Arthritis pill could become treatment for Type 1 diabetes, study finds

Container of baricitinib pills
Container of baricitinib pills

A pill prescribed for arthritis could become the first treatment to reduce the severity of Type 1 diabetes, a groundbreaking study has found.

In a world-first trial, researchers discovered baricitinib, a common drug available on the NHS, slows the progression of Type 1 diabetes by preventing the destruction of beta cells, which produce insulin.

Beta cells are still present in large numbers after the onset of Type 1 diabetes but are destroyed over time by the body’s own immune system. A 48-week trial found that this process could be stopped by baricitinib.

The results, published in the New England Journal of Medicine, revealed that people on the drug had 48 per cent more insulin-producing cells than their counterparts taking a placebo, and were less reliant on insulin injections.

Experts said the results were “edging us towards a new era in Type 1 diabetes treatment, and could help us overcome a major hurdle on route to finding a cure for the condition”.

Baricitinib is a type of drug known as an immunotherapy and primarily used to treat rheumatoid arthritis, an autoimmune disease that involves the immune system wrongly identifying a threat and turning on the body.

It has also been used to treat Covid-19 and alopecia in some countries.

First treatment since insulin

If it were to be licensed for use to treat Type 1 diabetes it would become the first treatment for the condition since the discovery of insulin more than 100 years ago.

Patients are currently limited to regular injections or use of an insulin pump, and have to monitor their blood sugar levels around the clock.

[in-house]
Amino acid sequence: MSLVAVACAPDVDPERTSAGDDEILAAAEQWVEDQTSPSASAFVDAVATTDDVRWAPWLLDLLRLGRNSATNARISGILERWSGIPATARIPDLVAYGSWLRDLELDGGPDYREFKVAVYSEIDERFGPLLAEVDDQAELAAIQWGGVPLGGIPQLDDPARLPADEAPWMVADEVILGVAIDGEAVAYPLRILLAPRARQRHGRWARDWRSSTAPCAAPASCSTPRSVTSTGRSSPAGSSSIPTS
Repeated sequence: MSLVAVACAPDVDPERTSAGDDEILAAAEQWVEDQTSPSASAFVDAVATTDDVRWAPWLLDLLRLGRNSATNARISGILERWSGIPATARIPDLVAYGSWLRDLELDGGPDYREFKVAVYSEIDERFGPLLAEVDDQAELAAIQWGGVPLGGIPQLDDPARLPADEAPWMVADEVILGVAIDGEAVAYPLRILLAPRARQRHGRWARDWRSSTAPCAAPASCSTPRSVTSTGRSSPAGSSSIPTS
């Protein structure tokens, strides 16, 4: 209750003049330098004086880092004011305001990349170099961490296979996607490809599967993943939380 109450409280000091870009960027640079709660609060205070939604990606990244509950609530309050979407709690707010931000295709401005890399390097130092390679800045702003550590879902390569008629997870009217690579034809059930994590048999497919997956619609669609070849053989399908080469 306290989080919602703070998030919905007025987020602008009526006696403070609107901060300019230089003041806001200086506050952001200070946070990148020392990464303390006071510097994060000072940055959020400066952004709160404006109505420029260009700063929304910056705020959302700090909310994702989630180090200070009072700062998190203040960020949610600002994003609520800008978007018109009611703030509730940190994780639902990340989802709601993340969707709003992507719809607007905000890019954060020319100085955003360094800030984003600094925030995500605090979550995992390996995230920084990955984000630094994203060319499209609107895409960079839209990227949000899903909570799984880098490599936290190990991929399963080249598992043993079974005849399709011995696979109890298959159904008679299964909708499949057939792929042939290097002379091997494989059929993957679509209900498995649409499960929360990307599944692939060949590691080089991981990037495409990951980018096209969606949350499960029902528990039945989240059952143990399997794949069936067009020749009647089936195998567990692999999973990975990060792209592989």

Researchers at St Vincent’s Institute of Medical Research (SVI) in Melbourne, Australia, analysed 91 people, with an average age of 18, who had been diagnosed with Type 1 within the last 100 days, and still had adequate reserves of beta cells.

They measured participants’ daily dose of insulin, the amount of insulin produced by their own pancreas, and short and long-term blood sugar levels.

Prof Thomas Kay, the lead researcher from SVI, said it was “safe and effective at slowing the progression of Type 1 diabetes”.

“Our trial showed that, if started early enough after diagnosis, and while the participants remained on the medication, their production of insulin was maintained,” he said.

“People with Type 1 diabetes in the trial who were given the drug required significantly less insulin for treatment.”

The drug works by blocking the immune response against the insulin-producing cells and so delays the onset of severe symptoms and improves glucose control.

People with Type 1 are at increased risk of hypo and hyperglycemia while on insulin injections, as well as life-threatening conditions like heart attacks and strokes, vision impairment, kidney disease and nerve damage.

Around 350,000 people in Britain have Type 1 diabetes, which is a lifelong condition, rather than the more common Type 2, which is heavily influenced by lifestyle factors.

Dr Faye Riley, the research communications manager at Diabetes UK, said: “Immunotherapies are edging us towards a new era in Type 1 diabetes treatment, and could help us overcome a major hurdle on route to finding a cure for the condition. This trial takes us another step closer.”

Prof Helen Thomas, one of the researchers, said they were “very optimistic that this treatment will become clinically available” and added it promised “a fundamental improvement in the ability to control Type 1 diabetes”.